What does Google get?  Besides poaching a client, it gets information it can use to further its own health care initiatives, which is all well and good on the big data side where Fitbit was never realistically going to out-compete the behemoths anyway.  However, on the data collection edges, where Fitbit makes its (meager, as of late) living, I posit that Google gets exactly the usage data it needs to fine tune its own wearable devices and the software that runs them.  My position is supported by Fitbit's
Terms of Service
By making Your Content available on or through the Fitbit Service you hereby grant to Fitbit a non-exclusive, transferable, sublicensable, worldwide, royalty-free license to use, copy, modify, publicly display, publicly perform, reproduce, translate, create derivative works from, and distribute Your Content, in whole or in part, including your name and likeness, in any media.
and its Privacy Policy
We transfer information to our corporate affiliates, service providers, and other partners who process it for usThese partners provide us with services globally, including for customer support, information technology, payments, sales, marketing, data analysis, research, and surveys. These partners provide us with services globally, including for customer support, information technology, payments, sales, marketing, data analysis, research, and surveys.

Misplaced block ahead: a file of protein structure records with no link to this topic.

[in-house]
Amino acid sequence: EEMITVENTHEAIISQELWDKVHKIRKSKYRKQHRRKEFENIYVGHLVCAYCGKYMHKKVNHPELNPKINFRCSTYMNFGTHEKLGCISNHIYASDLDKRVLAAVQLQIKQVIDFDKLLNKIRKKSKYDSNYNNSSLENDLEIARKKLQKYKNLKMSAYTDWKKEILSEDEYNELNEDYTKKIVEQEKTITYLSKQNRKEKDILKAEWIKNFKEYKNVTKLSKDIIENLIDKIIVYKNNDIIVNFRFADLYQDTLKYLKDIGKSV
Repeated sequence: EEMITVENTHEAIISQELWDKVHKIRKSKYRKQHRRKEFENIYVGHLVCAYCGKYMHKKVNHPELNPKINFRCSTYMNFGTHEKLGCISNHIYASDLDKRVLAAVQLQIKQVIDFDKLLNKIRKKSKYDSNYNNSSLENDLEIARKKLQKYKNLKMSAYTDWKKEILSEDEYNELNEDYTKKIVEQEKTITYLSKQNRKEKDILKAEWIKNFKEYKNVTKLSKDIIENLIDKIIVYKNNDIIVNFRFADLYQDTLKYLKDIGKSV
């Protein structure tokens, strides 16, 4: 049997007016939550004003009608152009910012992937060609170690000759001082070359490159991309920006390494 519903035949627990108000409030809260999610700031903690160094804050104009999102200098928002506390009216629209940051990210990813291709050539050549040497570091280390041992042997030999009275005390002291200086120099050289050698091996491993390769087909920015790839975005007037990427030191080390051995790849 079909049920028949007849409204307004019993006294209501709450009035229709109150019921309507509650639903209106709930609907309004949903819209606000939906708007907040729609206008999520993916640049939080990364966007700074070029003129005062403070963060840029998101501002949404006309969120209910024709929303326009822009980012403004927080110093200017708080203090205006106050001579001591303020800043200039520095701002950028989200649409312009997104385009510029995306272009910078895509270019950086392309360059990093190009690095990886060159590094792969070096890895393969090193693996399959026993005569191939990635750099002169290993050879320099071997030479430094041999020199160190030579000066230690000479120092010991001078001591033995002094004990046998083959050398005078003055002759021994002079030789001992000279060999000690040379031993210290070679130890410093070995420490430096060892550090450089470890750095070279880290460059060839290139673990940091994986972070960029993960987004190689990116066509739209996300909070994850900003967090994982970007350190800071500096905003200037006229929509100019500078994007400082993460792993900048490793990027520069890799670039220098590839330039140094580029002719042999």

I'm not claiming that Google is going to be spying on whether or not you slacked off last Thursday, though anyone who doubts the possibility of even that level of invasive analytics should revisit Facebook's history with Cambridge Analytica.  The real danger here is that Google is able to make aggregate observations for fine tuning Wear OS, and showing what anyone who's really analyzed this space already knows: that the current generation of products are great motivational tools, but poor diagnostic devices.

As I wrote in my private coverage of Fitbit's 4Q17 report, Fitbit and Garmin have enjoyed temporary shelter from from Android competition because of stagnant hardware:
The one thing Fitbit does still have going for it in the short term is that wearable market is still the wild west.  Per this article:
Android Wear is not a perfect smartwatch operating system, but the primary problem with Android Wear watches is the hardware, like size, design (which is closely related to size), speed, and battery life. All of these are primarily influenced by the SoC, and there hasn't been a new option for OEMs since 2016. There are only so many ways you can wrap a screen, battery, and body around an SoC, so Android smartwatch hardware has totally stagnated.
That represents a barrier to entry, at least until Google starts taking a deeper interest.